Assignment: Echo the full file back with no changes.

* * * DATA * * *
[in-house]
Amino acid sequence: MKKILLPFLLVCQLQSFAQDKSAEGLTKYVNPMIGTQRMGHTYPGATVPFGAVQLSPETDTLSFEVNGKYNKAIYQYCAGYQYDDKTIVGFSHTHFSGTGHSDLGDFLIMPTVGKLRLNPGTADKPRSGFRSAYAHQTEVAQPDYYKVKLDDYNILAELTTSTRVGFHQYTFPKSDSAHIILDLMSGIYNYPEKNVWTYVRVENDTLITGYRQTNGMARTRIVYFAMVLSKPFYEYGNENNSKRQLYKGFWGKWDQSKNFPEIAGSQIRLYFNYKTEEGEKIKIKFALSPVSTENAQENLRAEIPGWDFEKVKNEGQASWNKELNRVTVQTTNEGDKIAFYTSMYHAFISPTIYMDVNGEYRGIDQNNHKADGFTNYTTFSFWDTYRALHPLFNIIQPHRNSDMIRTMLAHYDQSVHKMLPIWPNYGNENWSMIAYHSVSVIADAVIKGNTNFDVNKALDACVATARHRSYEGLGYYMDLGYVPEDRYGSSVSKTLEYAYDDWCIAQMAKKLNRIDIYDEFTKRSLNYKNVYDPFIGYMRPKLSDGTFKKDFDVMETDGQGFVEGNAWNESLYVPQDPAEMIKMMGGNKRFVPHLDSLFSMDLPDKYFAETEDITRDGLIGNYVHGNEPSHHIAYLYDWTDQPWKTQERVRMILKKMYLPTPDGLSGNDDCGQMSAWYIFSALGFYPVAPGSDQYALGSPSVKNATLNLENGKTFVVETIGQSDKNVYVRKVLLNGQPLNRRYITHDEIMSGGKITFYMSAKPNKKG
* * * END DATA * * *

[in-house]
Amino acid sequence: MKKILLPFLLVCQLQSFAQDKSAEGLTKYVNPMIGTQRMGHTYPGATVPFGAVQLSPETDTLSFEVNGKYNKAIYQYCAGYQYDDKTIVGFSHTHFSGTGHSDLGDFLIMPTVGKLRLNPGTADKPRSGFRSAYAHQTEVAQPDYYKVKLDDYNILAELTTSTRVGFHQYTFPKSDSAHIILDLMSGIYNYPEKNVWTYVRVENDTLITGYRQTNGMARTRIVYFAMVLSKPFYEYGNENNSKRQLYKGFWGKWDQSKNFPEIAGSQIRLYFNYKTEEGEKIKIKFALSPVSTENAQENLRAEIPGWDFEKVKNEGQASWNKELNRVTVQTTNEGDKIAFYTSMYHAFISPTIYMDVNGEYRGIDQNNHKADGFTNYTTFSFWDTYRALHPLFNIIQPHRNSDMIRTMLAHYDQSVHKMLPIWPNYGNENWSMIAYHSVSVIADAVIKGNTNFDVNKALDACVATARHRSYEGLGYYMDLGYVPEDRYGSSVSKTLEYAYDDWCIAQMAKKLNRIDIYDEFTKRSLNYKNVYDPFIGYMRPKLSDGTFKKDFDVMETDGQGFVEGNAWNESLYVPQDPAEMIKMMGGNKRFVPHLDSLFSMDLPDKYFAETEDITRDGLIGNYVHGNEPSHHIAYLYDWTDQPWKTQERVRMILKKMYLPTPDGLSGNDDCGQMSAWYIFSALGFYPVAPGSDQYALGSPSVKNATLNLENGKTFVVETIGQSDKNVYVRKVLLNGQPLNRRYITHDEIMSGGKITFYMSAKPNKKG